“Where is your non-fiction section?” is one of the top five most frequently asked questions to booksellers, as common as “Where is the bathroom?” and “Where is your African American fiction section?” African American fiction is most well known by the name of ‘urban fiction’, but street fiction, or hip hop literature are also common names for what the writings of K’wan, Nikki Turner and Deja King and Kiki Swinson among others have evolved into.
Afraid of a noticeable cringe surfacing as I hear someone ask where ‘urban fiction’ can be found, a question generally posed by a disheveled individual in a two piece velour sweat suit that reads ‘Juicy’ or ‘Phat’ across the back, I find myself torn between two distinct thoughts as I explain that there is no separate fiction section for African American writers. The obvious joke to make here is that we don’t segregate our authors, but that may be in poor taste.
The first thought rises, I suppose, from having been educated in private schools and perhaps not experiencing the variety and wonder contemporary society has to offer; as well as a fascination with and drive to educate myself through literature, is, “Is this the best you can do?”
In a store that stocks over 100,000 titles and has millions more at its disposal though its network of warehouses, available sometimes in less than a week should one chose to order it, and sooner for those available to download, are books titled Road Dawgz or Hood Rat really the best you can do?
Having only shuddered at these titles as the forerunners of ‘urban fiction’ and not actually read them, I can only imagine how engrossing a read they are. I’ve always believed the most powerful aspect of literature to be its ability to transport the reader into another world, albeit one firmly rooted in reality and not necessarily one of science fiction or fantasy. With this in mind what then is the draw of ‘urban fiction’ for its obvious target audience?
One explanation can be found in a review of K’wan’s Gangsta which explains how the novel “not only glorifies the gratuitously violent lifestyle of gangster culture, but…draws a very derogatory picture of women… [placing] them in a category inferior to their male counterparts.” In this way ‘urban fiction’ serves only to further the stereotypes and culture, or lack thereof one could say, made popular in rap music that, despite however intelligent, educated, or well spoken a particular artist may be outside of his or her ‘gangsta’ persona, is dominated by an exaltation of “violence…promiscuity, misogyny…street gangs…crime [and] drug dealing.…”
As in the music industry, it is the image of this that creates the artist, the reputation that is projected in order to sell the album and the record label. It is this image that lends credibility and furthers the negative stereotypes that fans and those who market these genres feel give their lives and the circumstances in which they were raised legitimacy so much so that the degradation of the English language verbally that has become Ebonics and the more formal designation African American Vernacular English (AAVE) has crossed over as well into the written word.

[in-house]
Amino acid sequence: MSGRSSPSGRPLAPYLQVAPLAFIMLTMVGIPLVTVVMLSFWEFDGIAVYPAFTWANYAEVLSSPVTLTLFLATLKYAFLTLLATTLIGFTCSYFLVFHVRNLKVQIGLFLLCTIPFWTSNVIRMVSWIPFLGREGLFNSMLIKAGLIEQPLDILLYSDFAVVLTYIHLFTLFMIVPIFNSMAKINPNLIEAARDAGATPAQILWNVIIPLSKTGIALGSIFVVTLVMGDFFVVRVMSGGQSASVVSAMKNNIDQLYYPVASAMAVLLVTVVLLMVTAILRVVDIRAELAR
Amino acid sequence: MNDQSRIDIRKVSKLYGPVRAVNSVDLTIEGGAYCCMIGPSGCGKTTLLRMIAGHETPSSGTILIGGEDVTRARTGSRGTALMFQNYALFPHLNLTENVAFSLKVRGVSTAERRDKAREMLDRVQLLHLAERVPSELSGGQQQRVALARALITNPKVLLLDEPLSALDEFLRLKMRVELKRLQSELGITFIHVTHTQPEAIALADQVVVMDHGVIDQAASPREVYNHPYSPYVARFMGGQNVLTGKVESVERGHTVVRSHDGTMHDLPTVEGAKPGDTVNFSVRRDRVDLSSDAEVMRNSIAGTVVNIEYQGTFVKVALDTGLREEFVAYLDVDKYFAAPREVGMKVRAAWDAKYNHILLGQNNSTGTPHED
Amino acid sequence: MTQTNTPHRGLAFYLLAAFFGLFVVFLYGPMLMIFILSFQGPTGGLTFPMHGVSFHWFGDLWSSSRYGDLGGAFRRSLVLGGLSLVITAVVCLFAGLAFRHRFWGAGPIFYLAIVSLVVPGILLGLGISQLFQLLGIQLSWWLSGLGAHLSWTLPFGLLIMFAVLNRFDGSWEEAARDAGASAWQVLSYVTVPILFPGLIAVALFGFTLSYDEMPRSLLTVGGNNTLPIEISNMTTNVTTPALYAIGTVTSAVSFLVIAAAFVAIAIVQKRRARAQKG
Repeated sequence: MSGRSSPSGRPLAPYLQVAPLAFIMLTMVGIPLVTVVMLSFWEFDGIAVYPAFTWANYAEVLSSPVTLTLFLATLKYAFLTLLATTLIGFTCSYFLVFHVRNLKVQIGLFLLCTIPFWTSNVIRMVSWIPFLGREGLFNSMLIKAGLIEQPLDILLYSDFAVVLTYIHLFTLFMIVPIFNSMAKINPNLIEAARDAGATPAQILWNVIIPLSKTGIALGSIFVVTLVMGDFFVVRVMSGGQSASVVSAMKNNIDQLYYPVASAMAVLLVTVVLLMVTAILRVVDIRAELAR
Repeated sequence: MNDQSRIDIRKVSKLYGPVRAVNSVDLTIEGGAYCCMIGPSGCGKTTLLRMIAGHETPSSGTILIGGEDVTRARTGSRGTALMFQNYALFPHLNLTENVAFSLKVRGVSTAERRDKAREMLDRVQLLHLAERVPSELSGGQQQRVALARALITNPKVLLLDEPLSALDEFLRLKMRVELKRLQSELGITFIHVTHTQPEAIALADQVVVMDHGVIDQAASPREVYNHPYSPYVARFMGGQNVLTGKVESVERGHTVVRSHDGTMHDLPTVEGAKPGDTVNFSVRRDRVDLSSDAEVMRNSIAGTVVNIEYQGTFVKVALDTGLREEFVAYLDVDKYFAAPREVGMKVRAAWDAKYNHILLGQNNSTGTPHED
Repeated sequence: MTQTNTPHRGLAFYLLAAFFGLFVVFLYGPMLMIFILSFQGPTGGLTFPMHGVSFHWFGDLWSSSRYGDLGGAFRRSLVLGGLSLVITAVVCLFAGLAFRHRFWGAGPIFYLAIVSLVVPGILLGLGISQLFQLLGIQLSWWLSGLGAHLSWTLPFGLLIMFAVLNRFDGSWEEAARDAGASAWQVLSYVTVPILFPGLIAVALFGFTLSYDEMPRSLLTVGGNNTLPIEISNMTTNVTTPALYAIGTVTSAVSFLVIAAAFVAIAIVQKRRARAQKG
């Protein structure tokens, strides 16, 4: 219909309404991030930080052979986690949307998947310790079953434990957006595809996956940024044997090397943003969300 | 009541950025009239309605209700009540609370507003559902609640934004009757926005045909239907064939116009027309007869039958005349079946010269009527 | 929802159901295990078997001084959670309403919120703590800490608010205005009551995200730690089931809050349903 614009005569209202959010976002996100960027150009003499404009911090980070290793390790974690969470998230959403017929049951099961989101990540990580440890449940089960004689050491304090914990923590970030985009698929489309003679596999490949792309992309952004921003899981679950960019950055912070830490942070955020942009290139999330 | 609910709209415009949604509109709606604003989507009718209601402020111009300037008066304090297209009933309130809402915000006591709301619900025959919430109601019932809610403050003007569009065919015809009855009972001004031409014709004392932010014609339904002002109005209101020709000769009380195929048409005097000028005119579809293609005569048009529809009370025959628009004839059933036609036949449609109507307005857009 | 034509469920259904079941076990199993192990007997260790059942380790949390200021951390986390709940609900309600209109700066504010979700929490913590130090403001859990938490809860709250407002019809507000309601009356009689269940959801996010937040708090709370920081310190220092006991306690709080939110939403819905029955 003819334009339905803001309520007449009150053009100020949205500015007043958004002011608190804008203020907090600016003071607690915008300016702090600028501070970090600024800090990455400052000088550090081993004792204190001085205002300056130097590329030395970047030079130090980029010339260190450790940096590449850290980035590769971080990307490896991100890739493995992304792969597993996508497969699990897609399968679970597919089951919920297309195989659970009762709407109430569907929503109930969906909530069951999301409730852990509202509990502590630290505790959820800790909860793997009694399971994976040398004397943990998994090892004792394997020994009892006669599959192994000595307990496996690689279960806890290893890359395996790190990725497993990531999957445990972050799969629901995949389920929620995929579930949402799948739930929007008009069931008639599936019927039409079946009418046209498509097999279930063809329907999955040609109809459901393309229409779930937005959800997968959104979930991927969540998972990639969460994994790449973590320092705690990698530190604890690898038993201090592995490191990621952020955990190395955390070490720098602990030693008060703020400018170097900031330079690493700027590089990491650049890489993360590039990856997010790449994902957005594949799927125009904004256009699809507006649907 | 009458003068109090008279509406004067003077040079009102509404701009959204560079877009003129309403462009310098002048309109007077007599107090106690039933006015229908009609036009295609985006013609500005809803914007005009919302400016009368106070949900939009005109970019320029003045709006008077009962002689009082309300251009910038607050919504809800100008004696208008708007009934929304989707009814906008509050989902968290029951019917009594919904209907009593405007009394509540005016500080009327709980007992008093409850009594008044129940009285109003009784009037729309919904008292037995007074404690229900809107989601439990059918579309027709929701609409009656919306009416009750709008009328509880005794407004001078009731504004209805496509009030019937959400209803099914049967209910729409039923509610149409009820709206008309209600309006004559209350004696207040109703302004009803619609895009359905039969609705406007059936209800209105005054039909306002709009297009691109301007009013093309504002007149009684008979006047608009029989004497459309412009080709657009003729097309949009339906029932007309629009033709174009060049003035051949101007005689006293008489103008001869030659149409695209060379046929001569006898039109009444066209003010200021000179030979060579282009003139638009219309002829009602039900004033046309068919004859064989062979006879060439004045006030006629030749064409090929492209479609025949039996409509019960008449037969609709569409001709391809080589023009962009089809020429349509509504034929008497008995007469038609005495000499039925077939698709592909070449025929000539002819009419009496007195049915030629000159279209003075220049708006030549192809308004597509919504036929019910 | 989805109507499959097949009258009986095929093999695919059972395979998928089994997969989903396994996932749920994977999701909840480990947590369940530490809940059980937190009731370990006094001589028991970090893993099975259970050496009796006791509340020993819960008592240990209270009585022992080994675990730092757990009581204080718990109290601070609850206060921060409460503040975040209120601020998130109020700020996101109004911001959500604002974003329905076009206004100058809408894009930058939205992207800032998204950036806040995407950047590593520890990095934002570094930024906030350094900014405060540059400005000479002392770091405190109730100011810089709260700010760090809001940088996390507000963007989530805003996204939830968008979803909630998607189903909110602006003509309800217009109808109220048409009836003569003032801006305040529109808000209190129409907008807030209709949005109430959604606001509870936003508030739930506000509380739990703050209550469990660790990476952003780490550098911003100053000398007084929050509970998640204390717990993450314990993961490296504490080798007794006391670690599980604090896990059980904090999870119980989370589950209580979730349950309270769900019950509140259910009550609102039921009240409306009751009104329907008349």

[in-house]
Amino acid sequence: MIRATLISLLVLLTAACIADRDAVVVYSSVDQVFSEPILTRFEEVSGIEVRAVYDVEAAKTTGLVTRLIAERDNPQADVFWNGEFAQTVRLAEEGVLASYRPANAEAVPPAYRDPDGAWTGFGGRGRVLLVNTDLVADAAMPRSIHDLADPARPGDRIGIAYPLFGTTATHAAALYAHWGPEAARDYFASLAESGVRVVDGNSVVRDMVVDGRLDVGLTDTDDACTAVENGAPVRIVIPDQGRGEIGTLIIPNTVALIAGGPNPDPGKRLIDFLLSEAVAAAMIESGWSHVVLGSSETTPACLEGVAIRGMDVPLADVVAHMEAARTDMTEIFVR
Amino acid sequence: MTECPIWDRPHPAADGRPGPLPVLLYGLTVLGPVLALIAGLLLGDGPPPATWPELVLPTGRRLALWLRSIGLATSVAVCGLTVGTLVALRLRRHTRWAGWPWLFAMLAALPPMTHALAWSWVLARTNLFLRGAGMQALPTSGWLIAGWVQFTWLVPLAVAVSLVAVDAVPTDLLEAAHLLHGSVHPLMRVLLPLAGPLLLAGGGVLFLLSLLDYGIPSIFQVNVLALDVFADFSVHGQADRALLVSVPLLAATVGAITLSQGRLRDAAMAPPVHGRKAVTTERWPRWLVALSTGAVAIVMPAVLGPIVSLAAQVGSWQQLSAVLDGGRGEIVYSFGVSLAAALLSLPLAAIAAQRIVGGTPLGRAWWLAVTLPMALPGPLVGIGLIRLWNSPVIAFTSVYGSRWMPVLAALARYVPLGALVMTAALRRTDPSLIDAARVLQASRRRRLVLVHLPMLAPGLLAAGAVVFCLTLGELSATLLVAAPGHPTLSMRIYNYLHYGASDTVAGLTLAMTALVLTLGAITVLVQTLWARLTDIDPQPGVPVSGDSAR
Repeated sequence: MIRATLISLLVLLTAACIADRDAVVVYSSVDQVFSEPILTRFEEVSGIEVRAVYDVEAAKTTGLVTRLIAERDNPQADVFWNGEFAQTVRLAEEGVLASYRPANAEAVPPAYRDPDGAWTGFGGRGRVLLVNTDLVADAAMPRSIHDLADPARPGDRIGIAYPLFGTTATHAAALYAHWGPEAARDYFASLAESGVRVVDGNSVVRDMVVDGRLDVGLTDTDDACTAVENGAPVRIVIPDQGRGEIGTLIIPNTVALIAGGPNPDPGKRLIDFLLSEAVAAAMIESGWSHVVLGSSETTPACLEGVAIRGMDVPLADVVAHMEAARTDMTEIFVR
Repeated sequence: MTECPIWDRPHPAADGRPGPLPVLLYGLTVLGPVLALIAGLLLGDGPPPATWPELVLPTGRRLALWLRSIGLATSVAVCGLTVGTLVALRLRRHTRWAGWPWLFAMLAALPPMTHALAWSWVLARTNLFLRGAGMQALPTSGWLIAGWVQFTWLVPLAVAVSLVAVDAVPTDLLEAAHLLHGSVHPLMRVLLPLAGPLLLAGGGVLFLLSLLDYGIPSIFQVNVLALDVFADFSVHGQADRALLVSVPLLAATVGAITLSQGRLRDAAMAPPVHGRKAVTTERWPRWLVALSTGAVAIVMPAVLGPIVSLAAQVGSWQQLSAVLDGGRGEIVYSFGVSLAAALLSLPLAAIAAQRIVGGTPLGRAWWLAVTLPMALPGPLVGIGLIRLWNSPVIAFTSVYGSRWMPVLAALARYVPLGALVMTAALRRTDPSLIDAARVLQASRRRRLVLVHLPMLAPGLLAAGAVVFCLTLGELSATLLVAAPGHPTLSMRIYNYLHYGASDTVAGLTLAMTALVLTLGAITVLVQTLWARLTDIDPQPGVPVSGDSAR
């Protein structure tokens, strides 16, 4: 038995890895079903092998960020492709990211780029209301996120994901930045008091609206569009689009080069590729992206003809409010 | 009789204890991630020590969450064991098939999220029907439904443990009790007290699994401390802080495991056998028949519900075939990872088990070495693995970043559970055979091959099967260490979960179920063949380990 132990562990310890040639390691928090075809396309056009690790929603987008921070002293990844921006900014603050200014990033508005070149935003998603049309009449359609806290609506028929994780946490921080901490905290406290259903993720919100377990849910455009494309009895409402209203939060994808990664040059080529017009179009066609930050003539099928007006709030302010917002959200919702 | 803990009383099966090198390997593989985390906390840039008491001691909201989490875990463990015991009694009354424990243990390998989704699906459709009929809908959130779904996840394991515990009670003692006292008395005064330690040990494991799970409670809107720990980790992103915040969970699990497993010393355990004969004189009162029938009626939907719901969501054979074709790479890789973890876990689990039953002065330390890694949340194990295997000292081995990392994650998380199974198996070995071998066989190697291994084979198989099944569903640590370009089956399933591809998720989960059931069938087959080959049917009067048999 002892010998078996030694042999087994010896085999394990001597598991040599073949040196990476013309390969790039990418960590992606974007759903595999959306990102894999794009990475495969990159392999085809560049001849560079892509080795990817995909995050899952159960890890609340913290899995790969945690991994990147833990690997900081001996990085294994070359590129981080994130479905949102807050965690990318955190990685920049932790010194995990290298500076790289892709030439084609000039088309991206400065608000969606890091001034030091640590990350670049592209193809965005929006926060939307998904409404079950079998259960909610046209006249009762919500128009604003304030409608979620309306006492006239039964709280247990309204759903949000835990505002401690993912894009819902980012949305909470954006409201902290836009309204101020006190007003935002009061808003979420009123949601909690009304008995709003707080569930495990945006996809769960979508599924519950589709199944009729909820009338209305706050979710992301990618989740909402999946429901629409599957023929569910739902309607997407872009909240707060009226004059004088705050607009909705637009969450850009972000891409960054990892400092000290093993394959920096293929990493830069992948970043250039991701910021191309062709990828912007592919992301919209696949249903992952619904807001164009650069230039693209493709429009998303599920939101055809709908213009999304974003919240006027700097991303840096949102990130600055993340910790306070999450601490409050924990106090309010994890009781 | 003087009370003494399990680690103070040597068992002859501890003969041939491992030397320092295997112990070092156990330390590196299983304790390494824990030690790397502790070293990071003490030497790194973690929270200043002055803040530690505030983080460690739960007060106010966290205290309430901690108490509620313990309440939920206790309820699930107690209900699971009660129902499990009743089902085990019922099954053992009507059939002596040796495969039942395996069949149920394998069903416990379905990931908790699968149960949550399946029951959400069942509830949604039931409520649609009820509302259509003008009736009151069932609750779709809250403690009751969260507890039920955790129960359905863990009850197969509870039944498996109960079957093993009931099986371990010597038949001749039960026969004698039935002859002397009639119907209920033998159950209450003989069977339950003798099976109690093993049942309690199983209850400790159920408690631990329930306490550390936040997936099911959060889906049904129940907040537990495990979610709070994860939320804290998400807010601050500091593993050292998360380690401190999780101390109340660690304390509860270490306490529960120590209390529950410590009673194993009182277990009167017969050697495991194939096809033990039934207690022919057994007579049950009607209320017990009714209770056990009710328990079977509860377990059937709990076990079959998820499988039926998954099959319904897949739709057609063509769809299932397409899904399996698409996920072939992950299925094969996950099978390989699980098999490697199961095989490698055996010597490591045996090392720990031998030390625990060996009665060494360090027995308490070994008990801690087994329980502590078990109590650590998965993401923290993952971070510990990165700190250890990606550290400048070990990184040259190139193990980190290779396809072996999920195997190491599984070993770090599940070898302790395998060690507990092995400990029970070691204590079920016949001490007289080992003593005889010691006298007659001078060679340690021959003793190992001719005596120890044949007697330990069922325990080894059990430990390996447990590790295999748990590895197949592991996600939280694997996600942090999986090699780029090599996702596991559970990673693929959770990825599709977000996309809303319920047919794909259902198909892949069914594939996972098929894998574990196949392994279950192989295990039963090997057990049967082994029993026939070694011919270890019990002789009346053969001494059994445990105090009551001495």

I suppose in carrying forward this vein of thought, ‘urban fiction’ can in fact be considered escapist literature in its own right in that it leads its audience to escape the reality that they could possibly live a life other than one that is portrayed in a music video involving bikini clad models of the King and XXL magazines variety and imported sports cars they could afford if only the cars could be paid for with a WICK.
The second thought that comes to mind as I lead what is typically a small group towards the fiction section, since the fans of ‘urban fiction’ rarely travel alone, allowing them to comment to one another, “Yo, I knows dey’d have dat,” is, “Well, at least they’re reading.”
At least they’re reading. I find myself almost laughing as I consider writing 50 Cent a thank you note for reaching out to this youth and encouraging them to pick up a book, even if that book, written with K. Elliot, is titled The Ski Mask Way about an ex-con named Seven (who in fact was the seventh child in his family) who has to support not only his “slammin’ girlfriend” but the female corrections officer he seduced in prison as well, and the baby they have together. As the title implies, it’s anything but honest work that Seven pursues in order to do this.
But at least they’re reading! Despite the violence, rapes, glorification of prison, promise of easy money in both drugs and robbery, and the ideal that any dream is yours, as long as you rip off the right drug lord and live, the important thing to remember is that the printed world is the most thorough way of educating oneself, and in reading (regardless of what) one is expanding his or her mind, right?
Perhaps not, however, when one considers that in seeing the dialogue in these novels, the typical ‘urban fiction’ reader will then consider that degradation of the English language a legitimate form of verbal communication.
In one customer review for K’wan’s Gangsta, the long-time fan of Triple Crown Publications begins, “Yooooooo…dis book is hot,” to which I was instantly hooked and had to keep reading, “when I hollered out loud in class ‘ WHY???!!’ when dey shot lou-loc, erebody was on my book.”
This is, without a doubt, an engaging and informative review that shares, not only, the critic’s own passion for such literature while displaying its universal appeal as a true art form, but the ultimate power of peer recommendations.
Or something like that, I guess.
But I suppose it is only fair to mention that in this particular customer review, ‘Zandi’, when given the option to recommend other books, said, “all books are good for da soul.”
Just for the record though, non-fiction is a “literary work other than fiction,” stop asking where it is.